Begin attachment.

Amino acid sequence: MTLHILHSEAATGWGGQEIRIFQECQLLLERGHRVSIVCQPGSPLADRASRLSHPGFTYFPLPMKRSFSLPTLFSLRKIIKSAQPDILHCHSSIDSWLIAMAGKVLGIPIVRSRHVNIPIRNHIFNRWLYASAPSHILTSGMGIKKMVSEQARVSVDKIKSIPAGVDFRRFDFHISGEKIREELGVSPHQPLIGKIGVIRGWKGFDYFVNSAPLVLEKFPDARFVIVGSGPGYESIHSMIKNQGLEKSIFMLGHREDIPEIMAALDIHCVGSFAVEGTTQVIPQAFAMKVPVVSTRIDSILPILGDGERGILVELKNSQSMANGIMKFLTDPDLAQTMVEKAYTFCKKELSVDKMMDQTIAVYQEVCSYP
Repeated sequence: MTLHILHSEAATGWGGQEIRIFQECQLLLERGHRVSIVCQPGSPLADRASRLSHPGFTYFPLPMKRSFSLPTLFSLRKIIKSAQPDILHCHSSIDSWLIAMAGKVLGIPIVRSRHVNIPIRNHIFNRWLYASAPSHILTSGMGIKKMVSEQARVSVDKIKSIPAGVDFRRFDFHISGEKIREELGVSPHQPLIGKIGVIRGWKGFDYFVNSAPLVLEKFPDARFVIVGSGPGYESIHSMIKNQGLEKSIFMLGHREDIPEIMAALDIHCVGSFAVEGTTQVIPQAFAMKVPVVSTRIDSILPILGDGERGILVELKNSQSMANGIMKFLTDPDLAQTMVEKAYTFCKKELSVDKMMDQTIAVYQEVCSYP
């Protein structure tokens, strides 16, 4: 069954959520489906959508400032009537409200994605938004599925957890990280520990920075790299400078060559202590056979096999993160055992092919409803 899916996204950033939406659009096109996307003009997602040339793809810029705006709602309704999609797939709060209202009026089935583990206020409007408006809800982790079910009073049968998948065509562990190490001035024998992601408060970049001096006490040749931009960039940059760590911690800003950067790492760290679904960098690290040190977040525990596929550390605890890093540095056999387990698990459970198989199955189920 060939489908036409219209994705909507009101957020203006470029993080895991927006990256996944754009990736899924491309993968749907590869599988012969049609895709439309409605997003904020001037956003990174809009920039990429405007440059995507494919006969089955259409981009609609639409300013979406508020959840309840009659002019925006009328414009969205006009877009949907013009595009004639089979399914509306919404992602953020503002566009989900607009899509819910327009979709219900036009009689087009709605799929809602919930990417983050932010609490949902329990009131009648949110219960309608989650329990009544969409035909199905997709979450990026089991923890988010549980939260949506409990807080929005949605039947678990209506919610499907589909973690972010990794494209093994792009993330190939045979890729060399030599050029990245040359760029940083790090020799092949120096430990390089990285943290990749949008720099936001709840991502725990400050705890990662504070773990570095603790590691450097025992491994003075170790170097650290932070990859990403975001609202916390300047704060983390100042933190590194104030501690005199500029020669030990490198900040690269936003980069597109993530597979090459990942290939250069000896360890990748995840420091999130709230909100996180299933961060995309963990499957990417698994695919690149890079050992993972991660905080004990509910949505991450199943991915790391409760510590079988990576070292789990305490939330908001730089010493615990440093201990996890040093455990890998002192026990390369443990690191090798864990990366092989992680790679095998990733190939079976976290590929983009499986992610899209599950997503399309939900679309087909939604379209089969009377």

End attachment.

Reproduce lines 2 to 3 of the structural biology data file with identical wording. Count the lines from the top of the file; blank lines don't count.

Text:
Repeated sequence: MTLHILHSEAATGWGGQEIRIFQECQLLLERGHRVSIVCQPGSPLADRASRLSHPGFTYFPLPMKRSFSLPTLFSLRKIIKSAQPDILHCHSSIDSWLIAMAGKVLGIPIVRSRHVNIPIRNHIFNRWLYASAPSHILTSGMGIKKMVSEQARVSVDKIKSIPAGVDFRRFDFHISGEKIREELGVSPHQPLIGKIGVIRGWKGFDYFVNSAPLVLEKFPDARFVIVGSGPGYESIHSMIKNQGLEKSIFMLGHREDIPEIMAALDIHCVGSFAVEGTTQVIPQAFAMKVPVVSTRIDSILPILGDGERGILVELKNSQSMANGIMKFLTDPDLAQTMVEKAYTFCKKELSVDKMMDQTIAVYQEVCSYP
């Protein structure tokens, strides 16, 4: 069954959520489906959508400032009537409200994605938004599925957890990280520990920075790299400078060559202590056979096999993160055992092919409803 899916996204950033939406659009096109996307003009997602040339793809810029705006709602309704999609797939709060209202009026089935583990206020409007408006809800982790079910009073049968998948065509562990190490001035024998992601408060970049001096006490040749931009960039940059760590911690800003950067790492760290679904960098690290040190977040525990596929550390605890890093540095056999387990698990459970198989199955189920 060939489908036409219209994705909507009101957020203006470029993080895991927006990256996944754009990736899924491309993968749907590869599988012969049609895709439309409605997003904020001037956003990174809009920039990429405007440059995507494919006969089955259409981009609609639409300013979406508020959840309840009659002019925006009328414009969205006009877009949907013009595009004639089979399914509306919404992602953020503002566009989900607009899509819910327009979709219900036009009689087009709605799929809602919930990417983050932010609490949902329990009131009648949110219960309608989650329990009544969409035909199905997709979450990026089991923890988010549980939260949506409990807080929005949605039947678990209506919610499907589909973690972010990794494209093994792009993330190939045979890729060399030599050029990245040359760029940083790090020799092949120096430990390089990285943290990749949008720099936001709840991502725990400050705890990662504070773990570095603790590691450097025992491994003075170790170097650290932070990859990403975001609202916390300047704060983390100042933190590194104030501690005199500029020669030990490198900040690269936003980069597109993530597979090459990942290939250069000896360890990748995840420091999130709230909100996180299933961060995309963990499957990417698994695919690149890079050992993972991660905080004990509910949505991450199943991915790391409760510590079988990576070292789990305490939330908001730089010493615990440093201990996890040093455990890998002192026990390369443990690191090798864990990366092989992680790679095998990733190939079976976290590929983009499986992610899209599950997503399309939900679309087909939604379209089969009377």